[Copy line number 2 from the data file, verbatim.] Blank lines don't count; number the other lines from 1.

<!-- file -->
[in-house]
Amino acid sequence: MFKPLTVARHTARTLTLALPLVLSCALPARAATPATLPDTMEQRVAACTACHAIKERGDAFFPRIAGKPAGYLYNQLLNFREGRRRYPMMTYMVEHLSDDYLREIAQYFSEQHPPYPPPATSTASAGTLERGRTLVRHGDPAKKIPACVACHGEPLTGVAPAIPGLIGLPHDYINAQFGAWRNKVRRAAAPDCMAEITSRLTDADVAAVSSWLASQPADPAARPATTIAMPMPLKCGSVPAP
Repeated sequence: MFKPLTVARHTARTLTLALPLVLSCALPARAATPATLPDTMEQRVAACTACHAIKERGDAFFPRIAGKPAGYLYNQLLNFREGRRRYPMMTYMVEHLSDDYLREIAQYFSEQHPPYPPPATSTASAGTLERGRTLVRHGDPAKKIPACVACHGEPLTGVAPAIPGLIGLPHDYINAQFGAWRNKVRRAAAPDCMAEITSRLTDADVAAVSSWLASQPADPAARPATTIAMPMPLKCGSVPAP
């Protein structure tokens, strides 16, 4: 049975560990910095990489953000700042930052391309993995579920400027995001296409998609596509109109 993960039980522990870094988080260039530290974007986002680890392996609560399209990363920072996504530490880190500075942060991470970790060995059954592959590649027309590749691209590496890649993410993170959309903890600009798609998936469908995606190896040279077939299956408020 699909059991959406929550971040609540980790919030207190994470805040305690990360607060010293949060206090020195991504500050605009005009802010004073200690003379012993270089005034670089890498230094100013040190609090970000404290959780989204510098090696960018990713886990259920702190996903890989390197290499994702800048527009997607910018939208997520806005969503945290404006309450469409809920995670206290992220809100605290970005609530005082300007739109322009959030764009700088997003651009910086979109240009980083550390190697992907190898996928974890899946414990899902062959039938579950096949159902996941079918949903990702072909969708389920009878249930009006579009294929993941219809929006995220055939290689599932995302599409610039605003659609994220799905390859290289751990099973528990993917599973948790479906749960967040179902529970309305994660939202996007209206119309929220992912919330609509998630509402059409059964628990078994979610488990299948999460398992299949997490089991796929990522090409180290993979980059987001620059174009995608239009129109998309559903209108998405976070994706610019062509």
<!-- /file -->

Amino acid sequence: MFKPLTVARHTARTLTLALPLVLSCALPARAATPATLPDTMEQRVAACTACHAIKERGDAFFPRIAGKPAGYLYNQLLNFREGRRRYPMMTYMVEHLSDDYLREIAQYFSEQHPPYPPPATSTASAGTLERGRTLVRHGDPAKKIPACVACHGEPLTGVAPAIPGLIGLPHDYINAQFGAWRNKVRRAAAPDCMAEITSRLTDADVAAVSSWLASQPADPAARPATTIAMPMPLKCGSVPAP